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Latest Adam Laroche Items
Down at first base, Adam LaRoche serves as the Washington Nationals' welcoming committee to any runner who's able to reach. This year, he's greeted fewer than in the past, with the team's major league-best pitching staff giving up 114 fewer hits and 32 fewer walks than they had at this time last year.
For so long, the Washington Nationals have looked at the middle part of their lineup and wondered what might be.
In the dugout, in the 12th inning Tuesday night at Nationals Park, as the clock crept toward midnight, Bryce Harper watched. He'd had a front-row seat an inning earlier when Elvin Ramirez, a one-time Washington Nationals' Rule 5 draftee, struck him out on four pitches — and more than one outside the zone.
Late Wednesday night, they sat with their arms hung lifelessly over the dugout railing, watching the final outs of a miserable series go by. Over their three days in Miami, nothing the Washington Nationals did was enough.
In a sweatshirt and shorts, looking relaxed as usual, Ian Desmond sat on a couch inside the visitors' clubhouse at Citizens Bank Park on Wednesday watching an afternoon game. The night before, he'd hit a home run. The night before that, he'd hit a home run. Before that, it was doubles in back-to-back games.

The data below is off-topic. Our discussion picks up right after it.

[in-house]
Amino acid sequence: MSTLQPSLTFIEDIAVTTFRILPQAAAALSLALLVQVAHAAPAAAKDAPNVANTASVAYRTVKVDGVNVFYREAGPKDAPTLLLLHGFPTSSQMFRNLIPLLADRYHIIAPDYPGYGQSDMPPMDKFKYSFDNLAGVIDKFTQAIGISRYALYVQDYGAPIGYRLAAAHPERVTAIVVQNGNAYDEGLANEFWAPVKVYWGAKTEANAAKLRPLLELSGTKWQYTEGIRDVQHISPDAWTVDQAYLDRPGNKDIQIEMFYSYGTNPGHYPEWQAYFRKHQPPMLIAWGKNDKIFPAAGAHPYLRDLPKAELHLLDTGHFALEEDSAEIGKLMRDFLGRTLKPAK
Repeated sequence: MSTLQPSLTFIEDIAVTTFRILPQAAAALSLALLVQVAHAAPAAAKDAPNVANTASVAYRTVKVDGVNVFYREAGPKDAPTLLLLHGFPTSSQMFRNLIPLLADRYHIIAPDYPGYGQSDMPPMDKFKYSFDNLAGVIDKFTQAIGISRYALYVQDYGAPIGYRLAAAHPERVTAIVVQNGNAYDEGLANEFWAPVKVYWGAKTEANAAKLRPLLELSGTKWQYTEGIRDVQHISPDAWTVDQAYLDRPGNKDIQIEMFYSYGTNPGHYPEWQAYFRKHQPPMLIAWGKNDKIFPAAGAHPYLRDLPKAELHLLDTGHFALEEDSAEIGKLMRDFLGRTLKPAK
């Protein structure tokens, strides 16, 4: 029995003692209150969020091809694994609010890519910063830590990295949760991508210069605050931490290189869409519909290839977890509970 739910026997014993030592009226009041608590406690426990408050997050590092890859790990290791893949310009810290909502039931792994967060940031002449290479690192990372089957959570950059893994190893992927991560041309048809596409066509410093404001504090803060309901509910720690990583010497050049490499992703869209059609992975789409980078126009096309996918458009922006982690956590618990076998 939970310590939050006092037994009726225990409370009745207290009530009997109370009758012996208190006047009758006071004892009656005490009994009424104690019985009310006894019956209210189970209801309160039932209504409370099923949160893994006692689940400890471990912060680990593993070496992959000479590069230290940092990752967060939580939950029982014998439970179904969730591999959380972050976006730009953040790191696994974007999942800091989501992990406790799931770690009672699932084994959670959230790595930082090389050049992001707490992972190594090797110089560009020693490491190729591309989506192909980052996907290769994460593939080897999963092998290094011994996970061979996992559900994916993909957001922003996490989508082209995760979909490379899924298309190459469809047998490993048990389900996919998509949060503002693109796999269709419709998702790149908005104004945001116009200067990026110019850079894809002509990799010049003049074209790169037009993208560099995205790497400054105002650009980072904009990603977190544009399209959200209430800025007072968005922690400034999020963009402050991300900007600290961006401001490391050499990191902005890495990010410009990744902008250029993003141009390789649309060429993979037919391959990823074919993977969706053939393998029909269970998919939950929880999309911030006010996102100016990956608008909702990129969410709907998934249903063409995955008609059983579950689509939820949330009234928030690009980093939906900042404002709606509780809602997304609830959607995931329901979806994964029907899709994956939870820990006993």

With two outs against him in the bottom of the ninth inning Saturday, Washington trailing Baltimore 6-4, third baseman Ryan Zimmerman sent his 2-2 pitch flying over the left center field wall at Nationals Park to give his team one last chance at completing its comeback.
The first roar came because a tie had been broken. In a game that looked as good as lost early, even with their ace on the mound, the Washington Nationals had clawed their way back. Jesus Flores' solo home run to right-center field was the proof.
It wasn't until the final pitch of the game that the Pittsburgh Pirates finally brought the Washington Nationals to their knees in a literal fashion. Ian Desmond swung through Joel Hanrahan's 0-2 slider after being fed two screaming fastballs, fell to one knee and stared off into the distance down the left field line. Game over, an opportunity lost.
Adam LaRoche's first season in Washington was a disaster. As the tear in the labrum of his left shoulder slowly grew, it derailed the Nationals' first baseman so much so that at this time last year he was a shell of his former self. His season would last 43 games.